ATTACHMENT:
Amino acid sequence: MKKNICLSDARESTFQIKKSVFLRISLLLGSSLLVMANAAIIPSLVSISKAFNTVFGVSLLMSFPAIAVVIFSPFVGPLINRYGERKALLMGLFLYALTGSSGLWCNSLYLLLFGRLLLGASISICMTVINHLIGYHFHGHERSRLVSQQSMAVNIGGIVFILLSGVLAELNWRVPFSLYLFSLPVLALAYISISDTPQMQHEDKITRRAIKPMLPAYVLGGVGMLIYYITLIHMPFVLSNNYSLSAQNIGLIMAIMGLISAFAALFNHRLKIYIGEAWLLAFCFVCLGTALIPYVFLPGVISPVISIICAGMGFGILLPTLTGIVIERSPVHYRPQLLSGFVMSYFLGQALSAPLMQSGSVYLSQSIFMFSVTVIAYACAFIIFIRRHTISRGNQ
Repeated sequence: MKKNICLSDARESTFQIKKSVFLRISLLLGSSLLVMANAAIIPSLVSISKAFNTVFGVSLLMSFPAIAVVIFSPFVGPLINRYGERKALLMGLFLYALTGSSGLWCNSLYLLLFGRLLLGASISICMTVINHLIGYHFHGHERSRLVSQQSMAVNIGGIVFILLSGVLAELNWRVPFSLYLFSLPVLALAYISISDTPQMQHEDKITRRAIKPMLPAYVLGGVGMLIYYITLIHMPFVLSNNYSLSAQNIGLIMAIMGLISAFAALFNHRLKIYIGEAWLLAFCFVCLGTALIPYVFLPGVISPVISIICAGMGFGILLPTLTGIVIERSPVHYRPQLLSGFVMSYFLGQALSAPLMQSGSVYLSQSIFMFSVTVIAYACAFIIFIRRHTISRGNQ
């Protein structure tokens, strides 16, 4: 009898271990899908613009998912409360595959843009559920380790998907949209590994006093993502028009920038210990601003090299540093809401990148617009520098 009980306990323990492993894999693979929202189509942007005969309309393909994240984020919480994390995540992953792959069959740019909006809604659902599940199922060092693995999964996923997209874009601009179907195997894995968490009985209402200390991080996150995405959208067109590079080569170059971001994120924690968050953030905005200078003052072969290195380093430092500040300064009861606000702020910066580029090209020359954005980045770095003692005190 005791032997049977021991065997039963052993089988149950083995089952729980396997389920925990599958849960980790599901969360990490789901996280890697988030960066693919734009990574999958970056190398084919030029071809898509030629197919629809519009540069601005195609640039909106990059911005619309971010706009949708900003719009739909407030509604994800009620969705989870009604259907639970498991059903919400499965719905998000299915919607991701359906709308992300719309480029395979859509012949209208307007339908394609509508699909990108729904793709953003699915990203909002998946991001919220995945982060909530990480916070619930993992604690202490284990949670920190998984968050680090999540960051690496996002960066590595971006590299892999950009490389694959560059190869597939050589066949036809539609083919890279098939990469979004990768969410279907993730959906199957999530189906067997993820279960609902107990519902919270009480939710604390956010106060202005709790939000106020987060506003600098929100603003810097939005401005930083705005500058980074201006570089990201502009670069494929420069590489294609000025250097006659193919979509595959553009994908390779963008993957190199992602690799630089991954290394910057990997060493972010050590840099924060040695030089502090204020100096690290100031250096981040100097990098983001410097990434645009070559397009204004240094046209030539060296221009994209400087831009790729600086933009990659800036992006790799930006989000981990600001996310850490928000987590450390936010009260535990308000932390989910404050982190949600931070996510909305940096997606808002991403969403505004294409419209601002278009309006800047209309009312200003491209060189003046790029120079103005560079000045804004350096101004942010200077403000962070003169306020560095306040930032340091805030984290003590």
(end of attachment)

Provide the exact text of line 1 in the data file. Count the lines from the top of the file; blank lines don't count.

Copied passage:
Amino acid sequence: MKKNICLSDARESTFQIKKSVFLRISLLLGSSLLVMANAAIIPSLVSISKAFNTVFGVSLLMSFPAIAVVIFSPFVGPLINRYGERKALLMGLFLYALTGSSGLWCNSLYLLLFGRLLLGASISICMTVINHLIGYHFHGHERSRLVSQQSMAVNIGGIVFILLSGVLAELNWRVPFSLYLFSLPVLALAYISISDTPQMQHEDKITRRAIKPMLPAYVLGGVGMLIYYITLIHMPFVLSNNYSLSAQNIGLIMAIMGLISAFAALFNHRLKIYIGEAWLLAFCFVCLGTALIPYVFLPGVISPVISIICAGMGFGILLPTLTGIVIERSPVHYRPQLLSGFVMSYFLGQALSAPLMQSGSVYLSQSIFMFSVTVIAYACAFIIFIRRHTISRGNQ